1. Lie flat on the back with the arms beside the body, palms facing upward, fingers in natural curling position.
2. Move the feet slightly apart to a comfortable position and close the eyes.
3. The head and spine should be in a straight line.
4. Relax the whole body and stop all physical movement.
5. Become aware of the natural breath and allow it to become rhythmic and relaxed.
6. Begin to count the breaths from number 27 backwards to zero. Mentally repeat, “I am breathing in 27,1 am breathing out 27,1 am breathing in 26,1 am breathing out 26”, and so on, back to zero
7. If the mind wanders and the next number is forgotten, bring it back to the counting and start again at 27. If the mind can be kept on the breath for a few minutes the body will relax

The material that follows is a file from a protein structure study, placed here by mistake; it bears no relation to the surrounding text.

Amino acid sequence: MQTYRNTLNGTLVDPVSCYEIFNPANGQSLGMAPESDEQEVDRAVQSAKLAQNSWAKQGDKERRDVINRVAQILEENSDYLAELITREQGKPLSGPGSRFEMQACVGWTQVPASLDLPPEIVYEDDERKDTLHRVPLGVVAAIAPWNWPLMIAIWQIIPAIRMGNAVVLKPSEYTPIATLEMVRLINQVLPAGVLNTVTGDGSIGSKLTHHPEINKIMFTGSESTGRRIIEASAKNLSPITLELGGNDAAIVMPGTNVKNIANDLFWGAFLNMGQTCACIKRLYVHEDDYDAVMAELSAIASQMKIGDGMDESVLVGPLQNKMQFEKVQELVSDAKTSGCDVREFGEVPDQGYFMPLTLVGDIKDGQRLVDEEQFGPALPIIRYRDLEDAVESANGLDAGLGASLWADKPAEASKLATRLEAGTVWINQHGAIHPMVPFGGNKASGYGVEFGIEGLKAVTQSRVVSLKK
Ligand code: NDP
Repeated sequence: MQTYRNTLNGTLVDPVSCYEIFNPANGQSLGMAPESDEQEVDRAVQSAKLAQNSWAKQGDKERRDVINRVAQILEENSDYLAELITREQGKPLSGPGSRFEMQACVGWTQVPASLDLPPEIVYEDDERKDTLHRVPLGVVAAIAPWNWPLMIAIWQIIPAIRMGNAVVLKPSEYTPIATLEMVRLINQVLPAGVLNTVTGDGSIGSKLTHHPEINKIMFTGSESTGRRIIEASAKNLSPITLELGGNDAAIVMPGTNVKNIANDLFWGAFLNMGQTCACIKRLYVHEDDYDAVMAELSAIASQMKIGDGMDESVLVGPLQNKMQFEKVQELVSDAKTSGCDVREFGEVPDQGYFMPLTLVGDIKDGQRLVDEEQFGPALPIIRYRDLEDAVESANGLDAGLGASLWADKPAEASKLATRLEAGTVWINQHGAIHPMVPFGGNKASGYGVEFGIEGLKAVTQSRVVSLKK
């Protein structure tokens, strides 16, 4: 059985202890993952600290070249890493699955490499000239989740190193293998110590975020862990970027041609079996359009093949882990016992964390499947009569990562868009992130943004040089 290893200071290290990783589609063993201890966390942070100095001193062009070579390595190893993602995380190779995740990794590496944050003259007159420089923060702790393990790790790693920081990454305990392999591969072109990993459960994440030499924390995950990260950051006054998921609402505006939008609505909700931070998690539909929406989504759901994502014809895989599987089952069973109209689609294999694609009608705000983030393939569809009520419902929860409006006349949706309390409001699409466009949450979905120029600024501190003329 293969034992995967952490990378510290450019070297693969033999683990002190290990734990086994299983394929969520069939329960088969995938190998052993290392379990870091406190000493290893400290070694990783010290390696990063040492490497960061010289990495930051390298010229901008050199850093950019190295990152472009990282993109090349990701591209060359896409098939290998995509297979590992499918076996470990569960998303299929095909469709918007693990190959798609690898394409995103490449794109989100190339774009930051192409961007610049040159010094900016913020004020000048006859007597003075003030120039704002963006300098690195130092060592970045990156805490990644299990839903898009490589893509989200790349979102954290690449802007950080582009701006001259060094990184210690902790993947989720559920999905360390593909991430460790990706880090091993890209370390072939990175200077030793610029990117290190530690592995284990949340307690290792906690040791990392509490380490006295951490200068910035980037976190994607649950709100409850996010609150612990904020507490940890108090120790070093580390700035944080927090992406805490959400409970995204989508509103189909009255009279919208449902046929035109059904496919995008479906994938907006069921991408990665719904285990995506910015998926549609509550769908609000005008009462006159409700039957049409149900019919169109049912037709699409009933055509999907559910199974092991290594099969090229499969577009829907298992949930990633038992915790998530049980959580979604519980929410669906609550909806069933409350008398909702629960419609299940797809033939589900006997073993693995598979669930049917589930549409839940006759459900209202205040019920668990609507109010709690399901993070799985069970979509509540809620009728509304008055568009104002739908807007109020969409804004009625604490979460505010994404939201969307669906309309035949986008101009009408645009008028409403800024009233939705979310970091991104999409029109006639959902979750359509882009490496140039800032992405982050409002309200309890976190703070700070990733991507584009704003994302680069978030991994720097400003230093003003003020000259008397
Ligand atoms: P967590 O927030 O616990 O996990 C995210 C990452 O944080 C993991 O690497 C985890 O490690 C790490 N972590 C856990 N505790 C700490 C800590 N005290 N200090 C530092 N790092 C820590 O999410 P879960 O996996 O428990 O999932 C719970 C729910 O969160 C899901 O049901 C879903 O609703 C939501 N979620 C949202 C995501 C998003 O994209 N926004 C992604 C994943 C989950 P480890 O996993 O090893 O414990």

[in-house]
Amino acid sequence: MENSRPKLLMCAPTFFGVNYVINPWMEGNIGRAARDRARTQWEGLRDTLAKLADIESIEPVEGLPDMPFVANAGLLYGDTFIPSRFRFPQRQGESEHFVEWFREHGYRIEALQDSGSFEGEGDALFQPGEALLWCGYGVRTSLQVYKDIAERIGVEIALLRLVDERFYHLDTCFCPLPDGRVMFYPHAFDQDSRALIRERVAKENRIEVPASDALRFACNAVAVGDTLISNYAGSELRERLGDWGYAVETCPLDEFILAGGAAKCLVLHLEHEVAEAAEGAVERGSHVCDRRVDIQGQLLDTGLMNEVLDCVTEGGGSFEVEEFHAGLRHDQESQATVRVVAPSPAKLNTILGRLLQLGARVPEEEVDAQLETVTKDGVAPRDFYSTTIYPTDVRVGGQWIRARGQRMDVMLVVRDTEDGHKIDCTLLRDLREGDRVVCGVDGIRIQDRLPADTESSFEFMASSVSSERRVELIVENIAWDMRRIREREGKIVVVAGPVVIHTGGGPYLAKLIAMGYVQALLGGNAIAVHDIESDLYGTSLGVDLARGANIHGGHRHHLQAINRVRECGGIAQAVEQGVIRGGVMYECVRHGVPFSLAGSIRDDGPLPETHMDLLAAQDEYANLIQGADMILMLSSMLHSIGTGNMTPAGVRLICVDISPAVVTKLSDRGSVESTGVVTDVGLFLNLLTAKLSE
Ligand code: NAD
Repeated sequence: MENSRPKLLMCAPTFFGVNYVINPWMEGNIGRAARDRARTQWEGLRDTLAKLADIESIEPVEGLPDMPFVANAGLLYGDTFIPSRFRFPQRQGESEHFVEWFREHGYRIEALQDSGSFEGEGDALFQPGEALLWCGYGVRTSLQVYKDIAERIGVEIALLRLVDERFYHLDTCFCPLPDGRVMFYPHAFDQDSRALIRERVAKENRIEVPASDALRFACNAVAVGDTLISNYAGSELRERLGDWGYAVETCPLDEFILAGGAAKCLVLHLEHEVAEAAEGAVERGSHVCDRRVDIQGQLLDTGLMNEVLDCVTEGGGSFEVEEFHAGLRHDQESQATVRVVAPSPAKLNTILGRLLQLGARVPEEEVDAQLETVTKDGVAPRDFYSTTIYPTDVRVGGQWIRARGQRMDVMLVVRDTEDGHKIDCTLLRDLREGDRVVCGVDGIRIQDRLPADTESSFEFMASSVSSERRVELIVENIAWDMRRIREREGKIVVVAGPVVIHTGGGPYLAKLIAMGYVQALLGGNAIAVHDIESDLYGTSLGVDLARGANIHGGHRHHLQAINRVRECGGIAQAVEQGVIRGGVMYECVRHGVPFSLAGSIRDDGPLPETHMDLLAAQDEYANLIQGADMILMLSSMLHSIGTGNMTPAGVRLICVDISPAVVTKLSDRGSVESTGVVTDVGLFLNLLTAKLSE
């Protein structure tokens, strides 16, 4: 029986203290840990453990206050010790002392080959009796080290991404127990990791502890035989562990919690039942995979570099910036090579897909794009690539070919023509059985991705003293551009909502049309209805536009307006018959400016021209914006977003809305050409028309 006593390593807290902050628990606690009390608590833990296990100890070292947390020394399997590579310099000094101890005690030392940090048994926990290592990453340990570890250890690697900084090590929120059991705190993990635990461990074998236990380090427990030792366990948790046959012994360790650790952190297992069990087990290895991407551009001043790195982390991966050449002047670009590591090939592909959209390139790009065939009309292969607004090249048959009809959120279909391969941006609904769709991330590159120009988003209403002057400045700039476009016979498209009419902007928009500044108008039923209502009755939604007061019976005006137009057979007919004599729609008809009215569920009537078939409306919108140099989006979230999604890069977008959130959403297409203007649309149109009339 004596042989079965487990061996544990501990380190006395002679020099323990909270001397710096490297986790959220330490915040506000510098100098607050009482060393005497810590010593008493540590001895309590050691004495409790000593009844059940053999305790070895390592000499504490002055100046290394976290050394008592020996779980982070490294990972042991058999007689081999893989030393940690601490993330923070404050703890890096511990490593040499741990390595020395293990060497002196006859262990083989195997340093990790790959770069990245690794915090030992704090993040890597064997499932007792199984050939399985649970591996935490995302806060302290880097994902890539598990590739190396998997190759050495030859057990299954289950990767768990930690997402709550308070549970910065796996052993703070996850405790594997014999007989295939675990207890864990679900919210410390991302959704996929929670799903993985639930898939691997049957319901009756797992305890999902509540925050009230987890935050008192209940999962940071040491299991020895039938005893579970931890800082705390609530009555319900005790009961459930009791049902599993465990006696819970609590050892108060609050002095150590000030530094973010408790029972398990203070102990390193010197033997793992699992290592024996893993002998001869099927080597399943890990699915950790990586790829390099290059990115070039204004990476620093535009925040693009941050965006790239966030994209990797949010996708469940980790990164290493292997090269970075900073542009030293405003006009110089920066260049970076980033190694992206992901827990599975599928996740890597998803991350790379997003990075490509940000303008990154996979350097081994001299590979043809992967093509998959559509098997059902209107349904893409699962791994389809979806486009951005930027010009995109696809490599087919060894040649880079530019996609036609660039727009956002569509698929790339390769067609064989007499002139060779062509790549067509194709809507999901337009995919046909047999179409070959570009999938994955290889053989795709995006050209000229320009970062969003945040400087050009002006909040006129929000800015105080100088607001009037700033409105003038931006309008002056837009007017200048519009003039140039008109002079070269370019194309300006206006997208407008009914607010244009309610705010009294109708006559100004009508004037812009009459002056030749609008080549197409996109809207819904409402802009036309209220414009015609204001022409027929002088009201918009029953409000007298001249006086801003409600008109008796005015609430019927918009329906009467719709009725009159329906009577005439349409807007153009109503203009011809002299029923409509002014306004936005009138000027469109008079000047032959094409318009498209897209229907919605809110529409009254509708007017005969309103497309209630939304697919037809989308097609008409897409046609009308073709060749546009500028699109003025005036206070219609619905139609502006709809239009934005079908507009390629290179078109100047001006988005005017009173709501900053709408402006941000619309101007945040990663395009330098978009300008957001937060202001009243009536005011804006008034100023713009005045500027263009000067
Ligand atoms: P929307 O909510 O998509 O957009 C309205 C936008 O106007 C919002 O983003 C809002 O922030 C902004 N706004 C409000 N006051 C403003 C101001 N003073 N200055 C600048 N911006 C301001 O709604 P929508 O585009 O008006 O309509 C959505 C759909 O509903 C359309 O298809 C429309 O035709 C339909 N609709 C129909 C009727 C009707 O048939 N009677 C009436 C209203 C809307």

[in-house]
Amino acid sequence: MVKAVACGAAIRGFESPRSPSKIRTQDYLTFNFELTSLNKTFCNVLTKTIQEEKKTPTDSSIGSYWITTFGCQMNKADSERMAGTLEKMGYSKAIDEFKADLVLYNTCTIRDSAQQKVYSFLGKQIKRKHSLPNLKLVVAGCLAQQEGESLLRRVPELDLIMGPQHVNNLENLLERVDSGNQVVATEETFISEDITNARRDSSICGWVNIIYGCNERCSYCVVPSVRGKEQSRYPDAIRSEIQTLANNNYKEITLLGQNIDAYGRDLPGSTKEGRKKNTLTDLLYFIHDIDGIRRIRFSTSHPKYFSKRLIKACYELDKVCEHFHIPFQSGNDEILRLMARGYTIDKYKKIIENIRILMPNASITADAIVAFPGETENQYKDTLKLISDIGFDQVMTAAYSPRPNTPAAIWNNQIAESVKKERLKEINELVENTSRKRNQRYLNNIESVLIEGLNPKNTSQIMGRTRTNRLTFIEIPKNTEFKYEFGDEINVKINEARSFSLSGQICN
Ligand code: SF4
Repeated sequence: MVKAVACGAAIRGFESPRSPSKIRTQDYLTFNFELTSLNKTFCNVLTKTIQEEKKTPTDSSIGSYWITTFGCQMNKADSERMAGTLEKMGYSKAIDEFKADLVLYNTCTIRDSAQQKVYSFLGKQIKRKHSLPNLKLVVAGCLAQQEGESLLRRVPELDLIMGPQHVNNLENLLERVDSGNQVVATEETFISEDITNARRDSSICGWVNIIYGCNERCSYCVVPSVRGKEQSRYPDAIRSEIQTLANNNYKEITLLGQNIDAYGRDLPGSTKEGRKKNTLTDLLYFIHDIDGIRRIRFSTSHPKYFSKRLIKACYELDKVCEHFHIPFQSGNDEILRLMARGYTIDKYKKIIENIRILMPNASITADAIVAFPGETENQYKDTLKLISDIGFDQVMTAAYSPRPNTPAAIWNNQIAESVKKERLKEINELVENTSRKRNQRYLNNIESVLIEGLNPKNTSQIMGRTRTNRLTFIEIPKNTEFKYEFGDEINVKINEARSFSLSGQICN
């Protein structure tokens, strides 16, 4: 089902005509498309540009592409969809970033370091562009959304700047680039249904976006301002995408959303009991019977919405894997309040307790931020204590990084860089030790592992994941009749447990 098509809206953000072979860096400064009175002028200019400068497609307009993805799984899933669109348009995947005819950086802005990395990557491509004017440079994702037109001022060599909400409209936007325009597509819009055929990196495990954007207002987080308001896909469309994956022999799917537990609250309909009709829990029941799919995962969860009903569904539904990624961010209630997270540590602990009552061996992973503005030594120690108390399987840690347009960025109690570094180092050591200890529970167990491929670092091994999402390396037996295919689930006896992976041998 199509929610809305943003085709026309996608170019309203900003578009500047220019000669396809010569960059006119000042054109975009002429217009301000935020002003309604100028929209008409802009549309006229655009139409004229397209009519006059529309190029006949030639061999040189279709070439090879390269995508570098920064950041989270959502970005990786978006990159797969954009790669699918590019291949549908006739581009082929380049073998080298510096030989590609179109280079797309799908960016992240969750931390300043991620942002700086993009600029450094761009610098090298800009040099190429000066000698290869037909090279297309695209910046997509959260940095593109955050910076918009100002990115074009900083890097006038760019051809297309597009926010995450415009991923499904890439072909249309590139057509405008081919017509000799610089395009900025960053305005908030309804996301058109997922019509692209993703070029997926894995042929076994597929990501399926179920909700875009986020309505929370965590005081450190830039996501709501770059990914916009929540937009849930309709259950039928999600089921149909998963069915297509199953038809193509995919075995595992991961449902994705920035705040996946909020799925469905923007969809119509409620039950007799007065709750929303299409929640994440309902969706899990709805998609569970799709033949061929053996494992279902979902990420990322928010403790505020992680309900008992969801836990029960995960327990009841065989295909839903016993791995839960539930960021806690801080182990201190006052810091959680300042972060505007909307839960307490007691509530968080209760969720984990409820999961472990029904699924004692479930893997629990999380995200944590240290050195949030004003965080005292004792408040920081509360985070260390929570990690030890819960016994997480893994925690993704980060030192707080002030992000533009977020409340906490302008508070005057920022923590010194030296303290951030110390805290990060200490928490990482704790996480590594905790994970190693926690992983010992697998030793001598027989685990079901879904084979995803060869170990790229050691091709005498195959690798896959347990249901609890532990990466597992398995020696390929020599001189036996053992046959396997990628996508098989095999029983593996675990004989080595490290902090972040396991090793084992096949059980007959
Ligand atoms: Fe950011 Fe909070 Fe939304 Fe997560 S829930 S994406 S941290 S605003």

Physical – first on relaxing the whole body, then on the breath and counting.
1. This asana relaxes the whole psycho-physiological system.
2. It should ideally be practiced before sleep; before, during and after asana practice, particularly after dynamic exercises such as surya namaskara; and when the practitioner feels physically and mentally tired.
3. It develops body awareness. When the body is completely relaxed, awareness of the mind increases.
Try not to move the body at all during the practice as even the slightest movement will create muscular contraction.
A personal mantra may be repeated with every inhalation and exhalation.
While lying in shavasana, become aware of the right hand and relax it.
Slowly become aware of the right wrist, elbow, armpit, right side of the waist, right buttock, right thigh, right knee, calf, heel, sole of the foot, and relax them one by one.
Repeat this process with the left side of the body and all the parts of the head and trunk.
Make sure that each part of the body is relaxed, feel each part merging into the floor.
Repeat this process a few times and all the tensions will be removed.
For maximum benefit, this technique should be performed after a hard day’s work or just before sleep.